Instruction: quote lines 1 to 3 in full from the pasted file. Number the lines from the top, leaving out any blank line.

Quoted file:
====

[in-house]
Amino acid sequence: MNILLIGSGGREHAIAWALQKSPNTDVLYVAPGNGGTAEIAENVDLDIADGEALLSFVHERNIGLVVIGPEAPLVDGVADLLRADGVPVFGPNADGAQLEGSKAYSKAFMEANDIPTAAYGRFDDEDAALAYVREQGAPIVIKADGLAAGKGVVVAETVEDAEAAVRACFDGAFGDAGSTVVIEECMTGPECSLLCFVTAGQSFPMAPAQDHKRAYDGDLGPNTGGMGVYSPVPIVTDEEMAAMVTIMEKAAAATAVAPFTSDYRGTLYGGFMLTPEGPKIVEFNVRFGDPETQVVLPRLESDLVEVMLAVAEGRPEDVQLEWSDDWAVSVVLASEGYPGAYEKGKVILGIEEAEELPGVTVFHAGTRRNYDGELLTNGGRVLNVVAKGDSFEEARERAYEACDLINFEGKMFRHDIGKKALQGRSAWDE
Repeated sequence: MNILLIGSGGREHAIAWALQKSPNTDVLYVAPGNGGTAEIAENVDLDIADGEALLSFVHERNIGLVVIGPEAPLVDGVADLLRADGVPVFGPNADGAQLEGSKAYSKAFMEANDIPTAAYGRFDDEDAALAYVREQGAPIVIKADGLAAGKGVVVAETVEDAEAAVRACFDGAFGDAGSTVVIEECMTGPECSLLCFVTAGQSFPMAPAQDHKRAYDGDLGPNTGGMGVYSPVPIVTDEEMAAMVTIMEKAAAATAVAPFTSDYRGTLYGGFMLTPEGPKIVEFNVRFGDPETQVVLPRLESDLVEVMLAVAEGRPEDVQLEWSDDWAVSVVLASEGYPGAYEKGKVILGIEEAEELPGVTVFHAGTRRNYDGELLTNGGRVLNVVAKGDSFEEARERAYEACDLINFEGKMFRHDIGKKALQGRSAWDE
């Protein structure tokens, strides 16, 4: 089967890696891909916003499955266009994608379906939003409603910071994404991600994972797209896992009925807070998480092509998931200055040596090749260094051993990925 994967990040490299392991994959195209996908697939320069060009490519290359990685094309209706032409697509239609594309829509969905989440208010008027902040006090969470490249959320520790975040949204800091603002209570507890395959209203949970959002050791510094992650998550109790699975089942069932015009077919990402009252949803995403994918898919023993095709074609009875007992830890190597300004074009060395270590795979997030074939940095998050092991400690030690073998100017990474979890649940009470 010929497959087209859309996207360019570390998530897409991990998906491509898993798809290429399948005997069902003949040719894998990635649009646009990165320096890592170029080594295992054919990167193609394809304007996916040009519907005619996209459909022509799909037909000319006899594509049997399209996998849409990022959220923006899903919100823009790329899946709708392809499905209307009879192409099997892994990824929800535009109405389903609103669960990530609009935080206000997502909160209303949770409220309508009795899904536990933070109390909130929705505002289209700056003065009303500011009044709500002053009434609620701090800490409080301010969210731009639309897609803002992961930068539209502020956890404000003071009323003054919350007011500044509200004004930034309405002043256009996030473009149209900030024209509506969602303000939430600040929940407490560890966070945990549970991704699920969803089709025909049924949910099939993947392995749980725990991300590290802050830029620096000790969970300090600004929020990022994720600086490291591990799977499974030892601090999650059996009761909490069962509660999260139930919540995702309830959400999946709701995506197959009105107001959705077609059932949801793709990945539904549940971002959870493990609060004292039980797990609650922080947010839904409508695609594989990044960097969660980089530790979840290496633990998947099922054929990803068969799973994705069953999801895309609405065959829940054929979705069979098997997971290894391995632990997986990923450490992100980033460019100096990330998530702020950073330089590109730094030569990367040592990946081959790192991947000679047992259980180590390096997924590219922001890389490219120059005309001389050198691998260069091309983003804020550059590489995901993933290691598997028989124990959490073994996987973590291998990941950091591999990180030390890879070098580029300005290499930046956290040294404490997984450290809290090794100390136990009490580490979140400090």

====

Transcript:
[in-house]
Amino acid sequence: MNILLIGSGGREHAIAWALQKSPNTDVLYVAPGNGGTAEIAENVDLDIADGEALLSFVHERNIGLVVIGPEAPLVDGVADLLRADGVPVFGPNADGAQLEGSKAYSKAFMEANDIPTAAYGRFDDEDAALAYVREQGAPIVIKADGLAAGKGVVVAETVEDAEAAVRACFDGAFGDAGSTVVIEECMTGPECSLLCFVTAGQSFPMAPAQDHKRAYDGDLGPNTGGMGVYSPVPIVTDEEMAAMVTIMEKAAAATAVAPFTSDYRGTLYGGFMLTPEGPKIVEFNVRFGDPETQVVLPRLESDLVEVMLAVAEGRPEDVQLEWSDDWAVSVVLASEGYPGAYEKGKVILGIEEAEELPGVTVFHAGTRRNYDGELLTNGGRVLNVVAKGDSFEEARERAYEACDLINFEGKMFRHDIGKKALQGRSAWDE
Repeated sequence: MNILLIGSGGREHAIAWALQKSPNTDVLYVAPGNGGTAEIAENVDLDIADGEALLSFVHERNIGLVVIGPEAPLVDGVADLLRADGVPVFGPNADGAQLEGSKAYSKAFMEANDIPTAAYGRFDDEDAALAYVREQGAPIVIKADGLAAGKGVVVAETVEDAEAAVRACFDGAFGDAGSTVVIEECMTGPECSLLCFVTAGQSFPMAPAQDHKRAYDGDLGPNTGGMGVYSPVPIVTDEEMAAMVTIMEKAAAATAVAPFTSDYRGTLYGGFMLTPEGPKIVEFNVRFGDPETQVVLPRLESDLVEVMLAVAEGRPEDVQLEWSDDWAVSVVLASEGYPGAYEKGKVILGIEEAEELPGVTVFHAGTRRNYDGELLTNGGRVLNVVAKGDSFEEARERAYEACDLINFEGKMFRHDIGKKALQGRSAWDE